May 26, 2022· by Dylan Trotter

Plz logo

At Bit Complete we write a lot of code, and we love GitHub's tooling for browsing and managing our source code. But we find that the workflow and UI around pull requests and code review doesn't quite cut the mustard.

The GitHub PR user experience is designed for code authors, rather than code reviewers. As a code author, your main concern is getting your code from your local development environment into a deployed product as quickly as possible. GitHub's UI is designed primarily for this use case.

Unfortunately that goal doesn't align very well with code quality. High-quality code is best written in an environment that fosters high-quality code reviews, and reviewing code effectively sometimes requires structuring code changes in a way that reviewers can understand. In short, code authors need to be encouraged to think like reviewers, and our tools should make that as easy as possible.

The best code review tools are well known to Google and Facebook engineers who use them everyday via internal applications with dedicated teams running their source control servers, but that doesn't help those of us who use cloud solutions out in the harsh cold world. There are also some open source tools that solve aspects of this problem, such as Gerrit and Phabricator, but in our experience they are painful to deploy and manage, and they lack support.

Code reviews are very important to us. So we created a tool for those of us who live outside the FAANG bubble. We all should have access to easier and faster code review workflows and UX.! integrates with your GitHub repos. It provides a familiar but more optimized UI for viewing code changes and providing feedback. It enables a different workflow for creating “reviewable units” of the code you intend to merge. Our primary user is the reviewer. Making their experience better leads to happier senior developers, more meaningful code reviews, and a healthier codebase. It’s also for authors, making it easier to see, respond to, and resolve pieces of feedback from a review. And we find that usage leads to changes in author behaviour that encourage thoughtful PR construction and improve a repo’s commit history.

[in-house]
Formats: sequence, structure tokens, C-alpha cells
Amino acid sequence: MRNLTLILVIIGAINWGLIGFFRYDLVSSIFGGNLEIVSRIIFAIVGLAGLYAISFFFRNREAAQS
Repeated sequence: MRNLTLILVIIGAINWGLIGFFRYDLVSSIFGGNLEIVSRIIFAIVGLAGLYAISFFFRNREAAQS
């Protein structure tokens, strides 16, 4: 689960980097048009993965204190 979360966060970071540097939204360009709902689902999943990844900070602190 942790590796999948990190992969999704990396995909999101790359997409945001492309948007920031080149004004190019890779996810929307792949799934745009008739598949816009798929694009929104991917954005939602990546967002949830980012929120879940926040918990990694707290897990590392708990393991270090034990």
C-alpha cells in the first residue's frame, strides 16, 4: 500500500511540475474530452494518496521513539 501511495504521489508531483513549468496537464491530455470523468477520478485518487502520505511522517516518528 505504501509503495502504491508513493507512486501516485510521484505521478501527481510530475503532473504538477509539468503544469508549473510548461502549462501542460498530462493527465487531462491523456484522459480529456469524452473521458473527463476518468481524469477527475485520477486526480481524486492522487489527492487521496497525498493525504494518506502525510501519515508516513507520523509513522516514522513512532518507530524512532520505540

Here are three big ways our tool makes my job as a code reviewer easier and addresses areas where GitHub falls short:

1. Tell me what PRs need my attention

Working at a software development agency, I tend to work in a bunch of different repositories, but most of the GitHub UI centers around a specific repository, so it’s hard to quickly get a handle on those PRs that require my attention right now. Even within a specific repository it’s hard to form a quick picture of what PRs need my input:

GitHub PR list

The GitHub homepage seems like a great place to surface pull requests that need my attention across all my repos, but most of what I see there is stuff that recently got merged:

GitHub feed

With we put your tasks as a reviewer front and center by showing you all of the PRs that require your feedback in a dedicated view that’s easily accessible from the site navigation.

plz My Feedback